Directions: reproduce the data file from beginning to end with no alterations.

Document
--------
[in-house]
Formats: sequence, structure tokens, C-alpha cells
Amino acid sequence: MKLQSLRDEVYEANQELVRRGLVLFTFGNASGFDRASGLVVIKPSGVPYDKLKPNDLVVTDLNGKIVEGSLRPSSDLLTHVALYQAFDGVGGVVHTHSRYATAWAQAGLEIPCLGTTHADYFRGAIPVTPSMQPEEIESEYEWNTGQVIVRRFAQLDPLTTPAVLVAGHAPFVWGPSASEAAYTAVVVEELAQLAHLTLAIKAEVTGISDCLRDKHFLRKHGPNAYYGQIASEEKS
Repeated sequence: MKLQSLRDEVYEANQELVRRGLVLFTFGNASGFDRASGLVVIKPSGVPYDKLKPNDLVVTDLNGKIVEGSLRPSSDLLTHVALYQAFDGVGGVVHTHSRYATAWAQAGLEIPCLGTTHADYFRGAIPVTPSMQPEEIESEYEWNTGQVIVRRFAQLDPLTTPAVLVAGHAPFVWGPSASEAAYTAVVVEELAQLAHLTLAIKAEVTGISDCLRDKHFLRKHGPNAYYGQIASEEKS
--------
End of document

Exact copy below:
[in-house]
Formats: sequence, structure tokens, C-alpha cells
Amino acid sequence: MKLQSLRDEVYEANQELVRRGLVLFTFGNASGFDRASGLVVIKPSGVPYDKLKPNDLVVTDLNGKIVEGSLRPSSDLLTHVALYQAFDGVGGVVHTHSRYATAWAQAGLEIPCLGTTHADYFRGAIPVTPSMQPEEIESEYEWNTGQVIVRRFAQLDPLTTPAVLVAGHAPFVWGPSASEAAYTAVVVEELAQLAHLTLAIKAEVTGISDCLRDKHFLRKHGPNAYYGQIASEEKS
Repeated sequence: MKLQSLRDEVYEANQELVRRGLVLFTFGNASGFDRASGLVVIKPSGVPYDKLKPNDLVVTDLNGKIVEGSLRPSSDLLTHVALYQAFDGVGGVVHTHSRYATAWAQAGLEIPCLGTTHADYFRGAIPVTPSMQPEEIESEYEWNTGQVIVRRFAQLDPLTTPAVLVAGHAPFVWGPSASEAAYTAVVVEELAQLAHLTLAIKAEVTGISDCLRDKHFLRKHGPNAYYGQIASEEKS